And that's where I found Him—in the middle of my mess.
I began saying yes in the little things, and I began to rebuild my life—or really, tear it down—so that I could have Jesus as the foundation. My family didn't sell everything and move to Africa, but we considered it. We did give a lot of stuff away, like our excess and even some money. But mostly, we said yes to God in the small daily decisions, and we made him the center of our lives. Instead of trying to fit him in here and there, we began to fit our lives into Jesus. We began to ask him what he wanted us to do.
One small yes led to another, and six months after I returned from that eye-opening trip, our family said the biggest yes of our lives. Against all odds and still quite messy, we founded a nonprofit in Kenya, Africa, called Mercy House Kenya. It's a maternity home that helps pregnant teenage mothers who are living in extreme poverty have their babies, and it offers them long-term care and assistance in every area of their lives.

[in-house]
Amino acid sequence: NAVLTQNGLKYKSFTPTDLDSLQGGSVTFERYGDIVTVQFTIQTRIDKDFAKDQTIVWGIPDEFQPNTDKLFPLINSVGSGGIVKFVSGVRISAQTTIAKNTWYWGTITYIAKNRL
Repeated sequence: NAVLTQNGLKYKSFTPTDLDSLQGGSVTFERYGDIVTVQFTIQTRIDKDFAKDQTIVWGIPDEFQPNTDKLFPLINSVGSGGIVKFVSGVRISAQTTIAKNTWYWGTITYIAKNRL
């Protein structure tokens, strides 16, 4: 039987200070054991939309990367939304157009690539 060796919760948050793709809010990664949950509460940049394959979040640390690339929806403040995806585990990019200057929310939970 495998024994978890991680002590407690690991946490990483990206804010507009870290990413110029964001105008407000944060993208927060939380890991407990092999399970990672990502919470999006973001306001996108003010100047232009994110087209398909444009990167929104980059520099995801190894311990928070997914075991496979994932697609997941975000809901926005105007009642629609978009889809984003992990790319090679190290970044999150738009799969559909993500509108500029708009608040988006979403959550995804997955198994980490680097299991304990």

I am still messy me. I haven't perfected my life so that I could say yes to God. It's impossible. But I said it in my mess. And this is where we find God. We find him in our inadequacy because he is adequate. We find him in our imperfection because he is perfect. We find him where we least expect.
God doesn't wait for us to have a perfect life. He doesn't expect us to get our act together before he asks us to do something for him. Some days I feel like that little kid in the Bible, with just a bit of fish and a couple of loaves in my rolled-up paper sack.
And God says, "Who will say yes? There's a need—who can meet it?"